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How a tail risk strategy can help hedge risks

How a tail risk strategy can help hedge risks

At the time of writing, we’re still enjoying one of the longest bull markets in US equities in history. However, there are myriad signs suggesting this bull is growing weary.

There are plenty of defensive strategies an investor may implement in response, generally involving some form of asset and/or market diversification. But of the strategies we’ve researched, we believe none provide better defence – and offense – than a tail strategy based on put options.

Successful market timers may immediately see the value in adding a tail strategy to their portfolios. But even investors who don’t consider themselves market-timers may still benefit from a tail risk strategy.

This is because of its ability to help investors sidestep brutal market drawdowns, keeping investors in the market. With all this in mind, we would argue that using a tail risk strategy seems to offer significant help – to market timers and buy-and-hold investors alike.

“We would argue that using a tail risk strategy seems to offer significant help – to market timers and buy-and-hold investors alike"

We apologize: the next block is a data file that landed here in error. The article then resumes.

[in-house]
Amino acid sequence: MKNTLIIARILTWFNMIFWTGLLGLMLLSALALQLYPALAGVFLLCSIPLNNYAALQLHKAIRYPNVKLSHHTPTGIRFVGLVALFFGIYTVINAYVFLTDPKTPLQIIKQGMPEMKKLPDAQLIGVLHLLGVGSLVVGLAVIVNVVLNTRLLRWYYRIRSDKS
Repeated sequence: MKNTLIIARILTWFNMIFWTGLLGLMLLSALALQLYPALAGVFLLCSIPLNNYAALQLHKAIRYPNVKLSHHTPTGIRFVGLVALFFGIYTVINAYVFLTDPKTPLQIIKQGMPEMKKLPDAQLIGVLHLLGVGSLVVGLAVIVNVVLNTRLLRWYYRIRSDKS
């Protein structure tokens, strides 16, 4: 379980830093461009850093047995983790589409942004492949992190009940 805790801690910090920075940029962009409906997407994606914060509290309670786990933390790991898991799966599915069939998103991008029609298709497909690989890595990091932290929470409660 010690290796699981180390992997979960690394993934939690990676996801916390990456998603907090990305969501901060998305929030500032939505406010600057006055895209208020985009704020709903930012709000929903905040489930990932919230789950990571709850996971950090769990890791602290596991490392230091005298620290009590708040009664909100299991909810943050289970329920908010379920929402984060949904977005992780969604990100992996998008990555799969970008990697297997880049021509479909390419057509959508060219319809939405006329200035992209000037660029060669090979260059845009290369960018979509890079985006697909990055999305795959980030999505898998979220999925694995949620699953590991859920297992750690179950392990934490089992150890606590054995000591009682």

Traditional defensive strategies 

First, to avoid any hate mail, please understand I’m not declaring an imminent market crash based on the aforementioned four red flags in part one of this series. We all know markets can keep climbing far past the point logic would suggest otherwise.

And as most of you know, I’m a trend follower at heart, so I’m simply noting that this is all cause for caution, suggesting that this bull’s better days are behind us.

Put another way, I believe we’re seeing yellow warning lights, not red. Red will come if and when the trend finally rolls over, whether that’s in a month, a quarter, or even several years from now – but the precise timing of that market shift isn’t something I’m trying to predict.